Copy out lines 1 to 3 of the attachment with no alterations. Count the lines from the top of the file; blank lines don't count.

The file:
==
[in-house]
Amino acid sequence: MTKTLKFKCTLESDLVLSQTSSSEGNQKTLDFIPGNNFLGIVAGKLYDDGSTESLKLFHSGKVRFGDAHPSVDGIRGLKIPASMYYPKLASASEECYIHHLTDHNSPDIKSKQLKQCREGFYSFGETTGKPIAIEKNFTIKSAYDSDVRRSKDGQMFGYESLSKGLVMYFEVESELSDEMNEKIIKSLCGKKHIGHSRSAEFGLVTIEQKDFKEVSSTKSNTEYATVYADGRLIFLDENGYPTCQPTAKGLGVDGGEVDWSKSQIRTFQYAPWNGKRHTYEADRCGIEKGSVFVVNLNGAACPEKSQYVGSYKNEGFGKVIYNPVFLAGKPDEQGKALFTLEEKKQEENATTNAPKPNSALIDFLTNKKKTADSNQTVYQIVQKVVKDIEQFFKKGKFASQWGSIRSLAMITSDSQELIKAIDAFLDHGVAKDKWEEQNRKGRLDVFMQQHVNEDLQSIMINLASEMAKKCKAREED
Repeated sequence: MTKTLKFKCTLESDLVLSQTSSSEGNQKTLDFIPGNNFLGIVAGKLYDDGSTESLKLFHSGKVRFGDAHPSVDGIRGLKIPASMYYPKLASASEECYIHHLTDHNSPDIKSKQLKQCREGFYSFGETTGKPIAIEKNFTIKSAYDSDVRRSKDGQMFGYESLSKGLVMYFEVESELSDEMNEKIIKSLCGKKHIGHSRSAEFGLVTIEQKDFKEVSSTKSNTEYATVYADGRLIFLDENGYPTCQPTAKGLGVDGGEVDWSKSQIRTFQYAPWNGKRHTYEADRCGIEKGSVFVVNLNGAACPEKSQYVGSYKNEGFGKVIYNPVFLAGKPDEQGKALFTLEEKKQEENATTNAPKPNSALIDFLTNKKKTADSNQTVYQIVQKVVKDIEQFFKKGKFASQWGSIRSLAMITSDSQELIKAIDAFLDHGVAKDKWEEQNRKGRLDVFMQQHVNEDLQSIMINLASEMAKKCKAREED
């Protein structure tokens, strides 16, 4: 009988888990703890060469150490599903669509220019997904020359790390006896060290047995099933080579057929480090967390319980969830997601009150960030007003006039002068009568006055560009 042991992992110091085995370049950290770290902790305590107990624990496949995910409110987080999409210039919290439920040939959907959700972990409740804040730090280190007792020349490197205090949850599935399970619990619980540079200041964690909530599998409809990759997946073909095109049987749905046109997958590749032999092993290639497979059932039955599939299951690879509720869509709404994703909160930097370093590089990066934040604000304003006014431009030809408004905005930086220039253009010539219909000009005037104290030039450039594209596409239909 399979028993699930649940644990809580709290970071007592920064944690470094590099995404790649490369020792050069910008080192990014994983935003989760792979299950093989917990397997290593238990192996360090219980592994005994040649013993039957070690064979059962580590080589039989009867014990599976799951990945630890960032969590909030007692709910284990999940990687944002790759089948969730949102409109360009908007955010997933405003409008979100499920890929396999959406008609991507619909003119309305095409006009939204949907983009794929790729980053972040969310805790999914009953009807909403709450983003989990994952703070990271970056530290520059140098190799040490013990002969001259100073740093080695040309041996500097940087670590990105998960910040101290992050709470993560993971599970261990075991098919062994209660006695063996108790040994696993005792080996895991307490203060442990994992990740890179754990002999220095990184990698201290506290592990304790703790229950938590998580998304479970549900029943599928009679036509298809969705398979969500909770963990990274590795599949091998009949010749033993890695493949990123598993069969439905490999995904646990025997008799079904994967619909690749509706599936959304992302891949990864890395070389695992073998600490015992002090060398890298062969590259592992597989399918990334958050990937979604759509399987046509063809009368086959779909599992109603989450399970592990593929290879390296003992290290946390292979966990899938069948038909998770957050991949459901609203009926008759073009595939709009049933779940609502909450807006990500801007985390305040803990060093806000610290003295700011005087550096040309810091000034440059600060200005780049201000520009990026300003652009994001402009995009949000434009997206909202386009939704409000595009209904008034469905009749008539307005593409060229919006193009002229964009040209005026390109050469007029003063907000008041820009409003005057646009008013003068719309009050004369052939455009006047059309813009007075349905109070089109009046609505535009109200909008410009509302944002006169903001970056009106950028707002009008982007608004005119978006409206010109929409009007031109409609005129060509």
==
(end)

[in-house]
Amino acid sequence: MTKTLKFKCTLESDLVLSQTSSSEGNQKTLDFIPGNNFLGIVAGKLYDDGSTESLKLFHSGKVRFGDAHPSVDGIRGLKIPASMYYPKLASASEECYIHHLTDHNSPDIKSKQLKQCREGFYSFGETTGKPIAIEKNFTIKSAYDSDVRRSKDGQMFGYESLSKGLVMYFEVESELSDEMNEKIIKSLCGKKHIGHSRSAEFGLVTIEQKDFKEVSSTKSNTEYATVYADGRLIFLDENGYPTCQPTAKGLGVDGGEVDWSKSQIRTFQYAPWNGKRHTYEADRCGIEKGSVFVVNLNGAACPEKSQYVGSYKNEGFGKVIYNPVFLAGKPDEQGKALFTLEEKKQEENATTNAPKPNSALIDFLTNKKKTADSNQTVYQIVQKVVKDIEQFFKKGKFASQWGSIRSLAMITSDSQELIKAIDAFLDHGVAKDKWEEQNRKGRLDVFMQQHVNEDLQSIMINLASEMAKKCKAREED
Repeated sequence: MTKTLKFKCTLESDLVLSQTSSSEGNQKTLDFIPGNNFLGIVAGKLYDDGSTESLKLFHSGKVRFGDAHPSVDGIRGLKIPASMYYPKLASASEECYIHHLTDHNSPDIKSKQLKQCREGFYSFGETTGKPIAIEKNFTIKSAYDSDVRRSKDGQMFGYESLSKGLVMYFEVESELSDEMNEKIIKSLCGKKHIGHSRSAEFGLVTIEQKDFKEVSSTKSNTEYATVYADGRLIFLDENGYPTCQPTAKGLGVDGGEVDWSKSQIRTFQYAPWNGKRHTYEADRCGIEKGSVFVVNLNGAACPEKSQYVGSYKNEGFGKVIYNPVFLAGKPDEQGKALFTLEEKKQEENATTNAPKPNSALIDFLTNKKKTADSNQTVYQIVQKVVKDIEQFFKKGKFASQWGSIRSLAMITSDSQELIKAIDAFLDHGVAKDKWEEQNRKGRLDVFMQQHVNEDLQSIMINLASEMAKKCKAREED